RG: Well first of all, foreign policy is not linear. It’s not a picture that you can capture, and it’s really a video. It’s a real, live stream. And so I’ve actually been frustrated and surprised at how many people have looked at the North Korea issue and immediately in the picture snapshot that they’re looking at, say “oh well, it’s over, isn’t that terrible.” This is a running video and in order to be strategic, in order to solve problems, you have to be able to, you know, watch kind of the negotiations play out, so this is absolutely not over. By the way, I firmly believe that we’ve already achieved some positive things. We’ve gotten the return of hostages, the North Koreans are already dismantling some of their programs, so I would say that Donald Trump’s very credible threat of military action, while also making diplomacy and talking a priority, have driven the North Koreans to the table, along with the very real, very important diplomatic move that President Trump made early on, which was telling the Chinese: “we’ve seen you vote for multiple rounds of international sanctions at the UN. We’ve seen you raise your hand a number of times, but you haven’t really implemented those sanctions.” And so there’s a difference between raising your hands at the UN and saying “yes, let’s put sanctions on a country” and then having the political will to actually implement those sanctions. The Chinese hadn’t done that until President Trump said: “Look, if you help us out on this issue of North Korea, which is a very scary national security threat for us, if you help us out on North Korea, by implementing the sanctions that you voted on, you’re going to get a better trade deal.”
And what I love about President Trump doing that is he’s intermingling all of the assets that the U.S. government has at its disposal to solve problems. We’re not just going to make an argument on a purely moral basis. We’re not just going to say “you’ve got to do the right thing,” but we’re also going to make that argument while utilizing the other assets of the U.S. government. And once we pressured the Chinese to implement those sanctions, we saw the North Koreans come to the table pretty quickly.
JW: That was U.S. Ambassador Richard Grenell talking about North Korea. When we come back, we continue our conversation with the new ambassador on transatlantic relations and the conflict over President Trump’s trade policy. Plus, he lets us in on his private life – including how he’s adjusting to life in Berlin.
JW: You’re listening to KCRW Berlin, I’m Jennifer Wolf. KCRW Berlin reporters Sylvia Cunningham and Monika Müller-Kroll spoke this week with new U.S. Ambassador Richard Grenell, the highest-ranking openly gay official in the Trump administration. They asked him about Twitter – where he’s an active user.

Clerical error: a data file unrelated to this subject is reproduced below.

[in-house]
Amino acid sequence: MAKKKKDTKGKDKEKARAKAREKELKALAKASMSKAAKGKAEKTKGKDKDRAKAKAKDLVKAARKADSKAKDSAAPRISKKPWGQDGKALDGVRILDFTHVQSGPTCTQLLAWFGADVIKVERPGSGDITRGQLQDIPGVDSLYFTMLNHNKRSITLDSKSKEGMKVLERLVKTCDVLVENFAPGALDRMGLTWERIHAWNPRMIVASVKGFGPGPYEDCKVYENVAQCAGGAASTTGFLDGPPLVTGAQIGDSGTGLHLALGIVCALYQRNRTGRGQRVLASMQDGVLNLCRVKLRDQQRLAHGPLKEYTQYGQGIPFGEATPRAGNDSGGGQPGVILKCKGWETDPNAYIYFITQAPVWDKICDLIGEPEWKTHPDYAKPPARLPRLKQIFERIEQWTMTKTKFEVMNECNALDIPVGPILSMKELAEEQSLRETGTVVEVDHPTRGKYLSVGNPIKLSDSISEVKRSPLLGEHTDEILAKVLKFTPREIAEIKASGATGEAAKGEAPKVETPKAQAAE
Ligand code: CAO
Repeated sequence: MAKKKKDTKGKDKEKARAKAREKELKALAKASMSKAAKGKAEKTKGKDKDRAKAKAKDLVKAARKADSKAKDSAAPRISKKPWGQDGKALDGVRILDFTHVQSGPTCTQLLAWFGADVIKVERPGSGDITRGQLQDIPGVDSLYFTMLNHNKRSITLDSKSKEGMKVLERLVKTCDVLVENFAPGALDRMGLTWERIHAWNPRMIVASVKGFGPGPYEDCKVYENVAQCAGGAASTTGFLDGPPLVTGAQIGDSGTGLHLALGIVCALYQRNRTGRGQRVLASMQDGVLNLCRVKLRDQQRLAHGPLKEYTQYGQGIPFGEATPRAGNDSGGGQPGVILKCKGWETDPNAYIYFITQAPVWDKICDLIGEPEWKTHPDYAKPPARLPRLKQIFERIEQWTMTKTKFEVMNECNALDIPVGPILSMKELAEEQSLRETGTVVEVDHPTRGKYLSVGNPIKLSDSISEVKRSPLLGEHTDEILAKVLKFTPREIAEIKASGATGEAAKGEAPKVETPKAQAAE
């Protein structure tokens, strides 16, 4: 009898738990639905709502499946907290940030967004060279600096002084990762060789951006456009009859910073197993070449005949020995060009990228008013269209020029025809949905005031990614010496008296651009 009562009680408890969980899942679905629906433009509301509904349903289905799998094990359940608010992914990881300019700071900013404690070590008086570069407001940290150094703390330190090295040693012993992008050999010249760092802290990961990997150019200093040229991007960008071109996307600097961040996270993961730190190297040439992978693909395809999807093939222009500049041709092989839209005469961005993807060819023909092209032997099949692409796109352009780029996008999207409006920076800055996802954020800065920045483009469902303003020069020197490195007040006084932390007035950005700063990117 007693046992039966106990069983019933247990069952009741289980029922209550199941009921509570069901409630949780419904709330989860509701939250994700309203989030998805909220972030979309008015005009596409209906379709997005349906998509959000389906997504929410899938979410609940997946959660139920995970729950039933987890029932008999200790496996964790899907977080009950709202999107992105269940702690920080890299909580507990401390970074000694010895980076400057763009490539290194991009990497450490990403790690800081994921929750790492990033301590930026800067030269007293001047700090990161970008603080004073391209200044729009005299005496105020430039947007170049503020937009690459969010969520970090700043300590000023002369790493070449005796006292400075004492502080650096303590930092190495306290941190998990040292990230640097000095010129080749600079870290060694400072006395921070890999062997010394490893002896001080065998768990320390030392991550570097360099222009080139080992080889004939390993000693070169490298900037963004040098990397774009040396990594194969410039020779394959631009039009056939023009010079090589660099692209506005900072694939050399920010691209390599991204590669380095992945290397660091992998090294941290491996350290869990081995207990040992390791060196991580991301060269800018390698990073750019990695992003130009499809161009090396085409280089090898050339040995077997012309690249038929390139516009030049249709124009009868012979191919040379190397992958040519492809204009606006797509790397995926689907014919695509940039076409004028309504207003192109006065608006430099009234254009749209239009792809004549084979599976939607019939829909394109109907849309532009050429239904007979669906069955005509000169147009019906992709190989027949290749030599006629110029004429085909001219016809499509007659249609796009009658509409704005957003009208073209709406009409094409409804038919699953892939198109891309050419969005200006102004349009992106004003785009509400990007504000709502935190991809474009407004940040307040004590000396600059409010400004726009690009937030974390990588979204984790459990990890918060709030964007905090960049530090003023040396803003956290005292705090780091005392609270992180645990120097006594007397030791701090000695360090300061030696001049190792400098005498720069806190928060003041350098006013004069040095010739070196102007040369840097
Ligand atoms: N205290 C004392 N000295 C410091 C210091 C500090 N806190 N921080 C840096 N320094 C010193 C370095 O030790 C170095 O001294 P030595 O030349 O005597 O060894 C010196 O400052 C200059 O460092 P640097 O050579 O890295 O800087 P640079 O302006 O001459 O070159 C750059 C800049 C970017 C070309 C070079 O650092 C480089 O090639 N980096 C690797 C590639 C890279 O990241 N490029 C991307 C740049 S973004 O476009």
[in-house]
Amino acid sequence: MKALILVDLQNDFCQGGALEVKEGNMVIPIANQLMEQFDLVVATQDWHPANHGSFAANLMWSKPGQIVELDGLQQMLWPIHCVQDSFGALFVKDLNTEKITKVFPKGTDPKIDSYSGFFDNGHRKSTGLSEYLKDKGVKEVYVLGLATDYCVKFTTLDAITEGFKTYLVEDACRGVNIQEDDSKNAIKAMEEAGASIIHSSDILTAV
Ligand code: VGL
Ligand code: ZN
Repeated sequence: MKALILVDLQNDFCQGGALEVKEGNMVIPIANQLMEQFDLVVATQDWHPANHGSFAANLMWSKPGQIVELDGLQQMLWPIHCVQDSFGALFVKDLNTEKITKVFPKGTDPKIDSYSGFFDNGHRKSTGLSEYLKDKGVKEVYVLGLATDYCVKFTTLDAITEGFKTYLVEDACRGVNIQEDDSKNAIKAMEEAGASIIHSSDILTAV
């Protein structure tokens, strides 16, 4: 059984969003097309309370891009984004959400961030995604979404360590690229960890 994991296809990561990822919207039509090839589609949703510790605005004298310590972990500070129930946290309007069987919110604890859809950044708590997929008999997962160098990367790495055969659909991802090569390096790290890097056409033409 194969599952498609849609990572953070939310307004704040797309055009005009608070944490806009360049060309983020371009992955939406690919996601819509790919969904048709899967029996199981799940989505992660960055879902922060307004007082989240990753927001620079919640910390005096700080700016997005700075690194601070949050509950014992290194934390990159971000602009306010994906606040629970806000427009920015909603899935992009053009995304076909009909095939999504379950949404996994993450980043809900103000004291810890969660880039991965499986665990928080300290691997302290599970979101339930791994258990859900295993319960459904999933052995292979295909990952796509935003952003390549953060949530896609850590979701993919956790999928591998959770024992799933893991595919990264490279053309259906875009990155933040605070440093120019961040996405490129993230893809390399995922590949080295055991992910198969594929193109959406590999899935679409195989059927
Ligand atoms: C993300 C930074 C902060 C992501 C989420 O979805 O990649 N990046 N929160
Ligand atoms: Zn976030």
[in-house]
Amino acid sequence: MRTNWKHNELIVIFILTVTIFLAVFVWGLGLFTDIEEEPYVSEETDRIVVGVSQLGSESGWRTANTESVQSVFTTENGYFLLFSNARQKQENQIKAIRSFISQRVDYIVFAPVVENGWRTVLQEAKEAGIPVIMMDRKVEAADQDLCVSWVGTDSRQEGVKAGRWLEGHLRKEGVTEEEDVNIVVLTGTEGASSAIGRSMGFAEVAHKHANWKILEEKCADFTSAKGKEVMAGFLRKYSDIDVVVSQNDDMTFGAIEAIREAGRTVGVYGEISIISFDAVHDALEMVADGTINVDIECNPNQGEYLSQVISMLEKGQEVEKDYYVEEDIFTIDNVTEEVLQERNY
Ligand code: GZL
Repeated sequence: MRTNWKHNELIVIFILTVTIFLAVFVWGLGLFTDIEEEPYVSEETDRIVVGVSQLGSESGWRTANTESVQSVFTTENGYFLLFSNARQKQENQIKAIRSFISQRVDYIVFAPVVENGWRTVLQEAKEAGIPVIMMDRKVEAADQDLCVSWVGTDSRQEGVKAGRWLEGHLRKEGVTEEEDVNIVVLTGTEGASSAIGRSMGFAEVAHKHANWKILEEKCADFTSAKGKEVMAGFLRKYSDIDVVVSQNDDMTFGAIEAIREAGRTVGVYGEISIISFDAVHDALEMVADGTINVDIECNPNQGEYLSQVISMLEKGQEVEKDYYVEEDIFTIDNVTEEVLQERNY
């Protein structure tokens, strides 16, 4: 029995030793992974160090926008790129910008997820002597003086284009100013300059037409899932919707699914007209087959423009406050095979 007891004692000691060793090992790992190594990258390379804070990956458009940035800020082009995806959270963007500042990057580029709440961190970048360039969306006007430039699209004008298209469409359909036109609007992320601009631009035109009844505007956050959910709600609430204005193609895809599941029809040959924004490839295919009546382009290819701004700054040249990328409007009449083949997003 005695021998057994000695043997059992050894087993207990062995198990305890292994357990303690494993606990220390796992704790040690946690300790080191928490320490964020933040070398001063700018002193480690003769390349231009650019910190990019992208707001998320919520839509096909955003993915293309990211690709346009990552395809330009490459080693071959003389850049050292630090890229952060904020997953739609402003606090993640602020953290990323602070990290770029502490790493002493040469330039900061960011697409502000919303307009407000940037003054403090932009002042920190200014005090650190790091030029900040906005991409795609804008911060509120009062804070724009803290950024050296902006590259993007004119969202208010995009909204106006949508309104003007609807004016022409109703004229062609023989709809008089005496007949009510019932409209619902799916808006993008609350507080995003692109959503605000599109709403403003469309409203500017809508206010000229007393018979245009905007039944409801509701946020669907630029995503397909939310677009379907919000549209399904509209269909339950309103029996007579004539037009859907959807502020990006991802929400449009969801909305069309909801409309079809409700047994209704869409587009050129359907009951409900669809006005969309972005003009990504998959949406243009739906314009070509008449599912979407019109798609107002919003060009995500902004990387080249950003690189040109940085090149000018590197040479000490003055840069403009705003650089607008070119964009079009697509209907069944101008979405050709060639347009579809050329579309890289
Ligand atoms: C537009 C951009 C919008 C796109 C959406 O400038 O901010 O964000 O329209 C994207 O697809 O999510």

SC: High-ranking German officials, they don’t use Twitter in the same way it’s used by President Trump, or members of Congress, or you. Have you had the feeling that you’ll have to take a different approach, maybe that you’ll have to use social media in a different way when you’re here in Germany?
RG: I think there are very interesting, powerful German politicians that are using social media. I would say that there are very interesting powerful politicians in France and Austria that are using social media. I think it’s generational, and I think if you want to be authentic, then you should find ways to be authentic, and to put out diplomacy kind of messages. I think it’s also very important that we correct the record on what a diplomat is, because I don’t believe that a diplomat is somebody who’s weak or doesn’t represent their country, or tries to kind of cut the baby in half, so to speak. What I believe is that diplomats are there to avoid war and to avoid conflicts getting out of hand. And so you have to be somebody who’s approachable, and who wants to talk about issues. I’m a staffer at heart, you know, I’m not going to be the ambassador that’s going to go around cutting a lot of ribbons, like politicians do. What I want to do is create a to-do list of all the things that I have to do, and my team has to do, and we’re going to just go through that to-do list and get things done. And so I very much want to be someone who works, listens, and accomplishes tasks, not just kind of talks about them with other elites.
MMK: So I wanted to talk about German Chancellor Merkel. She is one of those politicians who is not active on Twitter, though she does look out for what President Trump has to say on the platform. And you had the chance to meet her, prior to your arrival, in Washington. And you said you admire her. What do you admire about her?
RG: Well I met her and it was just such an honor to meet her because she’s, you know, leading the largest economy in Europe, and so you have to respect that. She’s a calm leader, she’s very strategic. So I’ve watched her over the years, and it was a complete honor to meet her at the White House. But she’s also very approachable and someone who you know wants to look at solutions. And so when we were at the White House, we had some time to kind of explore some solutions to different problems. And I know we’re going to be able to forge forward, move forward on a variety of issues because we’re both interested in solving problems.